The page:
One commonly accepted benefit of hemodilution has been that it makes the blood less viscous, Stafford-Smith said. Also, it has been thought that since body temperature is lowered during surgery, there were enough red blood cells in the diluted blood to satisfy the tissue’s reduced need for oxygen. Stafford-Smith said that the physicians want to minimize the use of donated human blood to prime the heart-lung machine pump.

Other studies have suggested that the lowest hematocrit levels reached during surgeries may be linked with worse outcomes, so Stafford-Smith and his colleagues consulted the medical records of 1,404 patients receiving bypass surgery at Duke University Hospital to answer the question.

He correlated hematocrit levels during surgery with levels of creatinine -- a byproduct of normal metabolism -- in the blood before and after surgery. Kidneys normally filter creatinine out of the blood and excrete it in the urine, so higher-than-normal levels in the blood indicate that the kidneys’ ability to filter blood has been impaired.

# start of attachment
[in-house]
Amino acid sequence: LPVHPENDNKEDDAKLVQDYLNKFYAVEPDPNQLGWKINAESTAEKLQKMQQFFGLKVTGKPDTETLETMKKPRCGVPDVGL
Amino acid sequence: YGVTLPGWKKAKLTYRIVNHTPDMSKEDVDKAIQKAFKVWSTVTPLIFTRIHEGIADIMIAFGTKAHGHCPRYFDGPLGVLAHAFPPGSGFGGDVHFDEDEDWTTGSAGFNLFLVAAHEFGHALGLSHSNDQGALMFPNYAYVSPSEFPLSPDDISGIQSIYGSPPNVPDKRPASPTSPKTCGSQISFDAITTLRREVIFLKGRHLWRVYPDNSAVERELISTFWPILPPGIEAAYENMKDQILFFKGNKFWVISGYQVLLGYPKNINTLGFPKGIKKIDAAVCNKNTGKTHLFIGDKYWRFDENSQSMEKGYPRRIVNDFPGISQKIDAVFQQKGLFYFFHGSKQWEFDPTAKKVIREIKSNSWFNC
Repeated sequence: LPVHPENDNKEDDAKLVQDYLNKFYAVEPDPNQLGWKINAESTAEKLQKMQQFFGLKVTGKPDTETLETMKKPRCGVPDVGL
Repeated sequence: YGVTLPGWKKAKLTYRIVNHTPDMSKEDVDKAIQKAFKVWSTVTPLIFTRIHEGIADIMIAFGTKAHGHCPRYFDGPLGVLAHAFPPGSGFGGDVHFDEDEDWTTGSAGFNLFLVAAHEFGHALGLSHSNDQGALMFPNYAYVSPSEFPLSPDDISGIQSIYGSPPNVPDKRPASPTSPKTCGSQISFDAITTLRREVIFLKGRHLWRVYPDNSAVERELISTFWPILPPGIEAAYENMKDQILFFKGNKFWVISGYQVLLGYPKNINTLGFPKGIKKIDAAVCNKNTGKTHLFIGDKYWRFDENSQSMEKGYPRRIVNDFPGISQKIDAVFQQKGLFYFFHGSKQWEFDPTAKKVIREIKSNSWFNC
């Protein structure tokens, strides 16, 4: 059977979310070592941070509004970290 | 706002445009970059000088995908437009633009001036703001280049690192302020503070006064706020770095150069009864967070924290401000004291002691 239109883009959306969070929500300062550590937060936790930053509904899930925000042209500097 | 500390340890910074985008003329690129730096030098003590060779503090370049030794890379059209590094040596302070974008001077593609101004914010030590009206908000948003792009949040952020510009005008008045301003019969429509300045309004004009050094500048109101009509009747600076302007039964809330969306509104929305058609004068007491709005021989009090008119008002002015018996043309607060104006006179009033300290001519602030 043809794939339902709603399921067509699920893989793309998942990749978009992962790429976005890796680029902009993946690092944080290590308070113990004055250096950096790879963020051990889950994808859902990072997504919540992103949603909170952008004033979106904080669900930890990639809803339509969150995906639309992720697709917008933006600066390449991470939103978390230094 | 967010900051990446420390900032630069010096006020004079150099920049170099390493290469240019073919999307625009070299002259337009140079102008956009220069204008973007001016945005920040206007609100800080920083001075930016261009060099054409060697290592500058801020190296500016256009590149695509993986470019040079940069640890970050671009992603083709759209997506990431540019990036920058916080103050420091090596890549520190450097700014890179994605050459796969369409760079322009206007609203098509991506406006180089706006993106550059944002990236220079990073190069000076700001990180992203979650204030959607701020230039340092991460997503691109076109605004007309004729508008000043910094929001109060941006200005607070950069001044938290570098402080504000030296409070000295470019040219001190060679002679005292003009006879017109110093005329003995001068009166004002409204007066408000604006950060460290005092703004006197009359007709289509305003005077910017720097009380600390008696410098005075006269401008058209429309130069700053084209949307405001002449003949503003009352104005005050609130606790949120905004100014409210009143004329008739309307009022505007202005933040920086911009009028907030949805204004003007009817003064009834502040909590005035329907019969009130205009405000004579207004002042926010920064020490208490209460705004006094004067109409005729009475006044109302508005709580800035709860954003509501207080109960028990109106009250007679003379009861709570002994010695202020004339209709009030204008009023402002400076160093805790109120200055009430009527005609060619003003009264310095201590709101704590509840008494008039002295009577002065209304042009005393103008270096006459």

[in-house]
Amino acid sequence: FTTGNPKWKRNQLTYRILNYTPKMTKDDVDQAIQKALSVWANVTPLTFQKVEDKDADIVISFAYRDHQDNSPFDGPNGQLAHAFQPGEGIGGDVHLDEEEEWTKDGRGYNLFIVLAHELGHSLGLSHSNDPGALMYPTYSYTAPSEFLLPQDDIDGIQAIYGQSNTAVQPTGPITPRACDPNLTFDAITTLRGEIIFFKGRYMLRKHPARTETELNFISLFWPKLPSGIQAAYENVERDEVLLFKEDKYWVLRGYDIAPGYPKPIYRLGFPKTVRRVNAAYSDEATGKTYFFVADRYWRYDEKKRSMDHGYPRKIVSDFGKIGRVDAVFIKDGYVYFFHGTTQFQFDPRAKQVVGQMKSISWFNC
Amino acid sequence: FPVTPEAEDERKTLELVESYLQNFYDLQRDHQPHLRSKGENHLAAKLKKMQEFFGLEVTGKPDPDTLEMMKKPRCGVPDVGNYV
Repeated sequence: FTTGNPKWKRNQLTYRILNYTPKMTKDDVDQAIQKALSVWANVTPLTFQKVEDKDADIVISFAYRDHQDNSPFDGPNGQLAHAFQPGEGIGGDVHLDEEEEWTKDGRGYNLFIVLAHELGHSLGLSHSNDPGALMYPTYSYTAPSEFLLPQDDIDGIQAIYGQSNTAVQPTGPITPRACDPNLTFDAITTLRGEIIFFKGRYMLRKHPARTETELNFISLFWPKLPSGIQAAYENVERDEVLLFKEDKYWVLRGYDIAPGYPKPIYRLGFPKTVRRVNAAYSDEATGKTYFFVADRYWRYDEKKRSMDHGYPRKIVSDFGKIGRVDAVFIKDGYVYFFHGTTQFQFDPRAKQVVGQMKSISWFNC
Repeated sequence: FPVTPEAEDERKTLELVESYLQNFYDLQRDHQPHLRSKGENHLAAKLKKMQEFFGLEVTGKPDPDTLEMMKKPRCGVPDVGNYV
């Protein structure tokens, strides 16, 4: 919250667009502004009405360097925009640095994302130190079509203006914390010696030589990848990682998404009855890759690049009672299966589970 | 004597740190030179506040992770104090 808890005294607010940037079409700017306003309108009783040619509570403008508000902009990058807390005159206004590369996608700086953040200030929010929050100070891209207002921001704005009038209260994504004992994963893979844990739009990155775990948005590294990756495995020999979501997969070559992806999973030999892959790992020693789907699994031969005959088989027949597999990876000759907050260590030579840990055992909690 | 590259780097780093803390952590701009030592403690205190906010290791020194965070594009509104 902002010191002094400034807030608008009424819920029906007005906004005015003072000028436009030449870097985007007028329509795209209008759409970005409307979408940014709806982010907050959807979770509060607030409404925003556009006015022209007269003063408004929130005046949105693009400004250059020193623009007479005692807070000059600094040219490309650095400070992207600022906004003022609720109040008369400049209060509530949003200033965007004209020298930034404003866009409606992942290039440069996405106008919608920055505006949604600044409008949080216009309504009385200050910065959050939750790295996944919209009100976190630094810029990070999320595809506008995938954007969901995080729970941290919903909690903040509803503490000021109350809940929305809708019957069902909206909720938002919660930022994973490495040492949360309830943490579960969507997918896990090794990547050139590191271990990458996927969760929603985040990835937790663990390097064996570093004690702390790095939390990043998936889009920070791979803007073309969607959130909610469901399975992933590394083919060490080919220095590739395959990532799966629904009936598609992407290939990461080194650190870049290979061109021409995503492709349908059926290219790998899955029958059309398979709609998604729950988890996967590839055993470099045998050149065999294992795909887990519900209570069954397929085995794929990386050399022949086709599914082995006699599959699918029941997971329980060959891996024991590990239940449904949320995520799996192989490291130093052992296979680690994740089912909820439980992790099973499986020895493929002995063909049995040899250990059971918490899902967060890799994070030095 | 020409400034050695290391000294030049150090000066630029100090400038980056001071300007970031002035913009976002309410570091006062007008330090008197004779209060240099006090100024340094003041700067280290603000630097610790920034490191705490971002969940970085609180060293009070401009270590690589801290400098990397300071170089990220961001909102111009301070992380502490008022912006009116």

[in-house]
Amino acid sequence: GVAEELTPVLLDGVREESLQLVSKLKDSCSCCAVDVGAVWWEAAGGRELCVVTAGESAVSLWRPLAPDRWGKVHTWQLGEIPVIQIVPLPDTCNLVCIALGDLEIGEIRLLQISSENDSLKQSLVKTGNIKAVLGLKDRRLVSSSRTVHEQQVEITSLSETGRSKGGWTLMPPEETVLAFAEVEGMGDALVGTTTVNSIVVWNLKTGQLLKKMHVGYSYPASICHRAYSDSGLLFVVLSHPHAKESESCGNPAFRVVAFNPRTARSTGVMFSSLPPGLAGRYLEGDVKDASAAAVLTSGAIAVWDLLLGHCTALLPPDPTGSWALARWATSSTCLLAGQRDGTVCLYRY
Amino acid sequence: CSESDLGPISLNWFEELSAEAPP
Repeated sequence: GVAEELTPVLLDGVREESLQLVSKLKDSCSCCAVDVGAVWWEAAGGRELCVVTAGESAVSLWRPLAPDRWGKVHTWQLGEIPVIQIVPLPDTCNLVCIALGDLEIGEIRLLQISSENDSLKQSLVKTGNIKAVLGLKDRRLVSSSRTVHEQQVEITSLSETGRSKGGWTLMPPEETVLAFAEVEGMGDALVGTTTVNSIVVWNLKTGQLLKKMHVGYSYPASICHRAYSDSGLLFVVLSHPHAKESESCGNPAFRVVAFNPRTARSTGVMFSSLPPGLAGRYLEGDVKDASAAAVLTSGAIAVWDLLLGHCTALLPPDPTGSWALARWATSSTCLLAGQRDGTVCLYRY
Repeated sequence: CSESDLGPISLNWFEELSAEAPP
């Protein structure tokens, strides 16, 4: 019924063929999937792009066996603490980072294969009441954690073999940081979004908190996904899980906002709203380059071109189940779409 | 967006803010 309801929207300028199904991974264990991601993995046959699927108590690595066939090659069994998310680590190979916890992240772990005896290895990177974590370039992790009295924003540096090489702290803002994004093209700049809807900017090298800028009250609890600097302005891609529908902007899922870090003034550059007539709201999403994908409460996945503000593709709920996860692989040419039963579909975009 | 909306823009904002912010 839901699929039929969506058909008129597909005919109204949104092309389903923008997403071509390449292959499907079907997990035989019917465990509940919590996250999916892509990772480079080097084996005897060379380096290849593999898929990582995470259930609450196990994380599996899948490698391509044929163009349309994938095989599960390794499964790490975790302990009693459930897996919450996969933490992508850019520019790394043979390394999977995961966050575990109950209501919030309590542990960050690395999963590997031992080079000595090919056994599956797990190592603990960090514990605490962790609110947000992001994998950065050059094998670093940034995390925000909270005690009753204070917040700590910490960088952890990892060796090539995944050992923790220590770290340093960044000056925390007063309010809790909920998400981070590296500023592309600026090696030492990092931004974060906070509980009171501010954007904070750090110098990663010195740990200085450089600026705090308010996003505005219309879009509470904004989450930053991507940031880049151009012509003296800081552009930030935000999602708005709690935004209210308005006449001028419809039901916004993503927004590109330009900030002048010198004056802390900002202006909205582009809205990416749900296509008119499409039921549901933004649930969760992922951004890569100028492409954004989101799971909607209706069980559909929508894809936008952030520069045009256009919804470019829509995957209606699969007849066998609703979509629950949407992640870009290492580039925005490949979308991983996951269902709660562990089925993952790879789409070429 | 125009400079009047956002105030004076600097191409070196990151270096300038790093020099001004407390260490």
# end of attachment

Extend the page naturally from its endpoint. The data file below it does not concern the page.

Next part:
Interestingly, the researchers found a strong link between the weight of patients and increases in the levels of creatinine in the blood.

"For example, for a patient weighing 165 pounds, there is no association between lowest hematocrit and increased creatinine," Stafford-Smith said. "However, in the 330-pound patient, there is a highly significant inverse association. The significance of the association rises as weight increases.